No. 13 Cinderella Run: Lucky at The Big House 4

The Big House series is one of Super Smash Bros. Melee’s most storied tournaments. In particular, The Big House 4 is one of Melee’s most important events. As the first major “grassroots” event to not run like a complete disaster in the post-documentary era, it has a huge legacy, but also one of the best underdog runs of all-time.

Lucky was a longtime mainstay in the Melee scene, having been known as Mango’s sparring partner, one of the best dedicated Fox mains on the West Coast and a combo video nut. But quite frankly, a large part of Lucky’s legacy among the public was being the equivalent of Mango’s little brother.

For every big win he had, such as his win on Mew2King in GENESIS 2 pools, Lucky had an equally frustrating loss. At this same tournament, Lucky lost to Kage and Darkatma, finishing 25th. Although Lucky still did extremely well within his own region at other tournaments, like Kings of Cali 4 in 2014, he lacked a true national breakout.

If The Big House 4 was going to be Lucky’s breakout tournament, it sure didn’t look like it on day one. After breezing through the first wave of round robin pools, Lucky won his first match of the day against Jolteon, but lost to Kalamazhu, a Peach who had his own underdog run at The Big House 4. Either way, at a tournament stacked with so much talent, Lucky found himself already in a hole.

Suddenly in losers bracket, Lucky defeated Kason Birdman, Darrell and Gahtzu to make it to Top 32 from losers side. This wasn’t anywhere near unexpected for the veteran SoCal Fox, but with a bracket that featured players like Wizzrobe, Bladewise, Kels, MacD, Darkrain, Abate and Duck, Lucky had his work cut out from him.

First defeating the laser-happy Falco Zanguzen, Lucky then had to play another Tri-State veteran in DJ Nintendo. Starting off with a solid two-stock in their first game on Dreamland, Lucky quickly fell behind in game two, finding himself in down two stocks to four and close to KO percents on Battlefield. Lucky managed to claw his way back to last stock situation, but he couldn’t maintain enough explosiveness to come back.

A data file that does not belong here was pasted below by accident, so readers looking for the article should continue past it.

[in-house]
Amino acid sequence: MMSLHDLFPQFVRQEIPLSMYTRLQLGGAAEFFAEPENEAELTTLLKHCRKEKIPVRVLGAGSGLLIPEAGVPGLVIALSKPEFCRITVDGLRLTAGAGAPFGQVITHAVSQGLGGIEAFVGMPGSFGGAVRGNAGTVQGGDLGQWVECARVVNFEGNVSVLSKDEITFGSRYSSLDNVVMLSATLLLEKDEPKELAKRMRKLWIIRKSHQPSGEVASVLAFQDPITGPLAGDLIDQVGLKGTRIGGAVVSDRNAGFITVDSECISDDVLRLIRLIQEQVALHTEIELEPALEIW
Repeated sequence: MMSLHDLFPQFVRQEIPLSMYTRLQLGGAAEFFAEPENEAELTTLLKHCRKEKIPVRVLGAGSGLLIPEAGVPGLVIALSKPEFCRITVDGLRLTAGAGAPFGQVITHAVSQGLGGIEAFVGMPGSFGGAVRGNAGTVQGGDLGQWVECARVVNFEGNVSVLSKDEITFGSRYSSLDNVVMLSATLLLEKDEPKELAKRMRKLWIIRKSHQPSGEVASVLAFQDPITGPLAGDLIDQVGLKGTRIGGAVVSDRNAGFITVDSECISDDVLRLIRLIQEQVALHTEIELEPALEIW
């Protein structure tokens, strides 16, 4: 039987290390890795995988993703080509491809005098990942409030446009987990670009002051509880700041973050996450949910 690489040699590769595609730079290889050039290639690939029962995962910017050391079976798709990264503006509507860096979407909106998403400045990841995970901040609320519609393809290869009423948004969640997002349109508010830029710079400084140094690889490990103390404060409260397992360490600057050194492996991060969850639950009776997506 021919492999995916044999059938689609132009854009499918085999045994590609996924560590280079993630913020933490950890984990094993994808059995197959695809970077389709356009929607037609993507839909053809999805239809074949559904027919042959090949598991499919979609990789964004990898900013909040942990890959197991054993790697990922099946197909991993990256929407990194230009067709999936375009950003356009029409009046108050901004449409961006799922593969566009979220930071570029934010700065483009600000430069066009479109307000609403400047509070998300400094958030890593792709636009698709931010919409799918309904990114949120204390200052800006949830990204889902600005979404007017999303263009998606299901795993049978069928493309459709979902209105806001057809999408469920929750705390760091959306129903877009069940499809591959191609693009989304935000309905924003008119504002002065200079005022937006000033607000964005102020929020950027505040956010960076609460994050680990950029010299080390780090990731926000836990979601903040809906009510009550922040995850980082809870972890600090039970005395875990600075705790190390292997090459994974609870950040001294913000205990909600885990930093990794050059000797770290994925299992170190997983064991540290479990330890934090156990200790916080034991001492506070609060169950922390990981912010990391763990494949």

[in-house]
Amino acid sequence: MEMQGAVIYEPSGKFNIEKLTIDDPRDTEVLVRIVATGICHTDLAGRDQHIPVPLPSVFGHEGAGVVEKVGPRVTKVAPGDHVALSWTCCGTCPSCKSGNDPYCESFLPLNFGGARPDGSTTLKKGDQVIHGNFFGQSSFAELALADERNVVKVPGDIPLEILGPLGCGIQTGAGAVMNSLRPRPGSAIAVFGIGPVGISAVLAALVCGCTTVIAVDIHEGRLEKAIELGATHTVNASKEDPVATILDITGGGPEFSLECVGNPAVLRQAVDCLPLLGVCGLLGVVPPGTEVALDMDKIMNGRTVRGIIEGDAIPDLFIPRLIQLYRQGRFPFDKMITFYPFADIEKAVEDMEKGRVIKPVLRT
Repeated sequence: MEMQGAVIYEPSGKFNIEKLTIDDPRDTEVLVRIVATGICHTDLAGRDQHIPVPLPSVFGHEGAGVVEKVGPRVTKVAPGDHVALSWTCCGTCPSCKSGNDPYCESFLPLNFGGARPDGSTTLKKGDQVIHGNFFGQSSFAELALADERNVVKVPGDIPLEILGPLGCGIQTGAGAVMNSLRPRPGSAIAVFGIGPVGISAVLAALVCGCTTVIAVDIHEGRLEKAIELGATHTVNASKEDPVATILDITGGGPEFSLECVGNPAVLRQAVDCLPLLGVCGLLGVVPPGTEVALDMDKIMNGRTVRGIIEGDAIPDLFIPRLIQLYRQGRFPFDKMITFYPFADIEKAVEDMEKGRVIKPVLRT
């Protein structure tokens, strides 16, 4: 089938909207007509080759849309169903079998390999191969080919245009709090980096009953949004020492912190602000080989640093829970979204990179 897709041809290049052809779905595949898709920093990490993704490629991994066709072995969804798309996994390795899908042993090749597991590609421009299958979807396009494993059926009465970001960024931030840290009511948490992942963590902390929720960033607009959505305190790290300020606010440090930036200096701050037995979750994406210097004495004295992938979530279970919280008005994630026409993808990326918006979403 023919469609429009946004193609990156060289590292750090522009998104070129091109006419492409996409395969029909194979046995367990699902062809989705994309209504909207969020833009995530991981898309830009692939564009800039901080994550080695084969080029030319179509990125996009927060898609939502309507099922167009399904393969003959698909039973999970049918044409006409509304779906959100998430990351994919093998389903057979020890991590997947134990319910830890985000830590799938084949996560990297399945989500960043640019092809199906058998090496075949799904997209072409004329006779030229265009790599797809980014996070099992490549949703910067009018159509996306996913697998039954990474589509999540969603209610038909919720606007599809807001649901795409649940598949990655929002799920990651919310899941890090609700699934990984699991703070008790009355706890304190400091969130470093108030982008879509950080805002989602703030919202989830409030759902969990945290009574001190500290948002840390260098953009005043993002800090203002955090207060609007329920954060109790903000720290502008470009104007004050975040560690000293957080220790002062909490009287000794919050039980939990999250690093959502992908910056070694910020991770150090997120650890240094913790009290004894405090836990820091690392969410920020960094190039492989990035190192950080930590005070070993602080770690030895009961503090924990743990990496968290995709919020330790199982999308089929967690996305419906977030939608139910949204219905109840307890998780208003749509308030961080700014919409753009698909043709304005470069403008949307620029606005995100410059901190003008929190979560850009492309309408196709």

In their last game of the set, Lucky and DJ Nintendo seemed to switch places from the previous game. Instead, with Lucky initially up four stocks to two – and neither side wanting to approach the other one – DJ Nintendo finally took Lucky’s first stock and gained a crucial shine spike on his second, evening up the game. But while a younger Lucky may have been tilted from this moment, at The Big House 4, the SoCal Fox maintained his composure and discipline. He solidly outplayed DJ Nintendo the rest of of the game and won their set 2-1.

Double two-stocking Colbol for 13th place, Lucky unexpectedly found himself against a god: Hungrybox. Though Lucky had experience against someone like Mango’s Jigglypuff back in the post-Brawl era, expecting him at the time to beat a god would have been borderline favoritism. Outside of Leffen, Hungrybox hadn’t lost to a non-god Fox at a national in years. Moreover, in their last two sets, Lucky had lost to the Florida Jigglypuff in heartbreaking fashion, both times bringing him to game five, but getting outclutched in the end. Was their third set of 2014 going to be the charm?